Archivists and librarians are often unfairly regarded as being dry, academic types, but that’s certainly not true of Patria. Her enthusiasm is infectious as she turns the pages of several minute books from Galway’s Rural District Councils, all of them at least 100 years old.

Part of her role involved cataloguing all the records of the Councils – Ballinasloe, Clifden, Galway, Gort, Loughrea, Mountbellew, Portumna and Tuam. These records mostly consisted of minutes of various meetings.

When she was cataloguing them she realised their worth to local historians and researchers, so she decided to compile a guide to their content. The result is For the Record: The Archives of Galway’s Rural District Councils, which will be a valuable asset to anybody with an interest in history.

Many representatives on these Councils were local personalities and several were arrested during the political upheaval of the era, she explains.

And, ushering in a new era in history, women were allowed to sit on these Rural District Councils – at the time they were not allowed to sit on County Councils.

All of this information is included in Patria’s introductory essay to the attractively produced A4 size guide, which gives a glimpse into how these Rural Councils operated and the way political thinking changed in Ireland during a short 26-year period. In the early 1900s, these Councils supported Home Rule, but by 1920, they were calling for full independence and refusing to recognise the British administration.

“I love the tone,” says Patria of the minutes from meetings. “The language was very emotive.”

That was certainly true of the Gort Rural District Council. At a meeting in 1907, following riots in Dublin at the premiere of JM Synge’s play, The Playboy of the Western World the councillors’ response was vehement. They recorded their decision to “protest most emphatically against the libellous comedy, The Playboy of the Western World, that was belched forth during the past week in the Abbey Theatre, Dublin, under the fostering care of Lady Gregory and Mr Yeats. We congratulate the good people of Dublin in howling down the gross buffoonery and immoral suggestions that are scattered throughout this scandalous performance.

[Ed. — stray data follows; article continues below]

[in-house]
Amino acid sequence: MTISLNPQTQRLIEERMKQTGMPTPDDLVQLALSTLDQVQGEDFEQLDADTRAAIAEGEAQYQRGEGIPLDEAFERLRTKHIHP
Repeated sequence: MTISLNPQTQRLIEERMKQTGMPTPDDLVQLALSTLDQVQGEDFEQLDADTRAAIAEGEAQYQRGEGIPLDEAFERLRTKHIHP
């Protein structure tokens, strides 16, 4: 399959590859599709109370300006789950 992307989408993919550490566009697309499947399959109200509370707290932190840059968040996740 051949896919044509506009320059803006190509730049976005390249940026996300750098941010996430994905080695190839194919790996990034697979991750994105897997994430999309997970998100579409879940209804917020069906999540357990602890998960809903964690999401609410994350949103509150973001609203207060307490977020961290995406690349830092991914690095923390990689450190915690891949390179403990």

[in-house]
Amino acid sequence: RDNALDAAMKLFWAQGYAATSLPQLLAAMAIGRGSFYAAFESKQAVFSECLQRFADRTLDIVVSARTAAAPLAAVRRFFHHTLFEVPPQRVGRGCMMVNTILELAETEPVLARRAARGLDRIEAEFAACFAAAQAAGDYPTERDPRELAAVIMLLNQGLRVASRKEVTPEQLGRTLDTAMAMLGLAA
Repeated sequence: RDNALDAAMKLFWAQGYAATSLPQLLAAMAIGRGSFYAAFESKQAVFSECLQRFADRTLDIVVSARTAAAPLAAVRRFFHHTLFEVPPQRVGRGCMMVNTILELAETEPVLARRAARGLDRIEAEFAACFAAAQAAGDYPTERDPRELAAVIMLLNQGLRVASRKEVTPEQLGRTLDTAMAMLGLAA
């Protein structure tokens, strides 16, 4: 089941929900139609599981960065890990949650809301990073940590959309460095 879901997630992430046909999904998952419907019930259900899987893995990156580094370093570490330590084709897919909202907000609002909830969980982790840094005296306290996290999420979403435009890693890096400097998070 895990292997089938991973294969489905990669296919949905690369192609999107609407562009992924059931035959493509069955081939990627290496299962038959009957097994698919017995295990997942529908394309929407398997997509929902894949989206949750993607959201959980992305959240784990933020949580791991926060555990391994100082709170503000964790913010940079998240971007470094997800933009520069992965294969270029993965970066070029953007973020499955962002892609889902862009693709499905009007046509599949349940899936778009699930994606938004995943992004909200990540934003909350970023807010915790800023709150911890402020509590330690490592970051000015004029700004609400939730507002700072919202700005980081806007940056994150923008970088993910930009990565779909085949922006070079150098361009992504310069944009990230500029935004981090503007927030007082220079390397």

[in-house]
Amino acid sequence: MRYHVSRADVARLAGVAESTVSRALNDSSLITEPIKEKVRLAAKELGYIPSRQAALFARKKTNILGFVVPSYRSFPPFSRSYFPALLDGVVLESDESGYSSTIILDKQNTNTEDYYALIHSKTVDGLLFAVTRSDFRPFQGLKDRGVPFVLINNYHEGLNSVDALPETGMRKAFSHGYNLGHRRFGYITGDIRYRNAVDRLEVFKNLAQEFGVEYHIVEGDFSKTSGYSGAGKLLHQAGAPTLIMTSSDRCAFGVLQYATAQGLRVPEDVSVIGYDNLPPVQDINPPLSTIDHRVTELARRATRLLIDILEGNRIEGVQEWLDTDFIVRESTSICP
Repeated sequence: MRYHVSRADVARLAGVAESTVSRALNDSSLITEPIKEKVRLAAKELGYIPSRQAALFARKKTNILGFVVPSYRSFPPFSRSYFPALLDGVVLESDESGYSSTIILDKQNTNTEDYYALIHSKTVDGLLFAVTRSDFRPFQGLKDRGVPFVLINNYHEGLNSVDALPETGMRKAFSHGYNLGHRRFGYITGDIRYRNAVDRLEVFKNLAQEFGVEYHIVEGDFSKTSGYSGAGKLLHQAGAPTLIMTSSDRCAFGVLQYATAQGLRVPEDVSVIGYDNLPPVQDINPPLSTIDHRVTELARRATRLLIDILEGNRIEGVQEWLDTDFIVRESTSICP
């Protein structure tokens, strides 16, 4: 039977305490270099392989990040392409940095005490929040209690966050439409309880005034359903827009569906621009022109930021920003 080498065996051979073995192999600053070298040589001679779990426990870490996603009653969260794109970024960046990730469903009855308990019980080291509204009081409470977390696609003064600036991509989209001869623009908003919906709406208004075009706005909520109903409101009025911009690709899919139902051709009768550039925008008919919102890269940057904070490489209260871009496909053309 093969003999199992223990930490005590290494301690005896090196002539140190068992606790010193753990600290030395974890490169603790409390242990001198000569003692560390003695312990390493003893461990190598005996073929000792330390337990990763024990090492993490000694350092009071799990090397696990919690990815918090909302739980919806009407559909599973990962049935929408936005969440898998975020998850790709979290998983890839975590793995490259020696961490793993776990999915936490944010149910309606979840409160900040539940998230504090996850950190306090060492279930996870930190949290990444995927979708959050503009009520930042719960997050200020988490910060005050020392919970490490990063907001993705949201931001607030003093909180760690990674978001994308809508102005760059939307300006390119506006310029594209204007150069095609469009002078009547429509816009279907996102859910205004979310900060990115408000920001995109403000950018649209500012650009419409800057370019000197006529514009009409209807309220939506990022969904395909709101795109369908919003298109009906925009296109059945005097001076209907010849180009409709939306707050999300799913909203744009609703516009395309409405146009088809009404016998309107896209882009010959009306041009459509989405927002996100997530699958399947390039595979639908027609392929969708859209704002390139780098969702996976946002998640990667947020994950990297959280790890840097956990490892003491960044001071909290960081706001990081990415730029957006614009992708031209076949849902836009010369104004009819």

For more from the archives see this week’s Tribunes here

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Archive News

Real Galway flavour to intermediate club hurling battle in Birr

Bernie Ni Fhlatharta



Date Published: 23-Jan-2013


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Archive News

Athenry fail to take chances as they bow out of Junior Cup

Bernie Ni Fhlatharta



Date Published: 29-Jan-2013

Athenry FC 1

Kilbarrack United 2

(After extra time)

For the second year in succession Athenry were done in extra time in the FAI Junior Cup as last season’s beaten finalist’s came from behind to snatch an excellent game in Moanbawn on Sunday afternoon.

On a heavy pitch that was only playable following extensive groundwork by club officials all morning, the home side were by far the better side in the opening half, but failed to take advantage of a number of opportunities that came their way.

An Alan O’Donovan penalty gave them a merited advantage just after the restart, but thereafter were on the back foot as Kilbarrack took over, but for all their pressing, the home rearguard were dealing comfortably with their forays.

However they were struck a body blow just six minutes from time, as big striker Keith Kirwan was left all alone at the far post to head the equaliser and from that point on the Dubliners were the better side.

They started off the extra time in the ascendancy and enjoying all the momentum before striking for a good winning goal on 104 minutes. A strong bench allowed them to make some necessary changes and it was not a facility that was available to Athenry manager Gabriel Glavin.

With Gary Forde and Gary Delaney out through suspension following their sending off against OLBC in the previous round, and Seamie Crowe injured, it left their bench rather threadbare with just a number of young squad players available.

Playing with the aid of the slight incline and any wind advantage going, the home side had a Connor Cannon effort on target in the opening minute, while John Meleady was just over with a flick at the other end.

Meleady then tested Andrew Walsh who saved comfortably, before the goalkeeper pulled off a brilliant double save on 14 minutes.

Firstly he went full length to push away a Meleady shot and was then back on his feet to parry David Jackson’s close-range rebound.

For more, read this week’s Connacht Sentinel.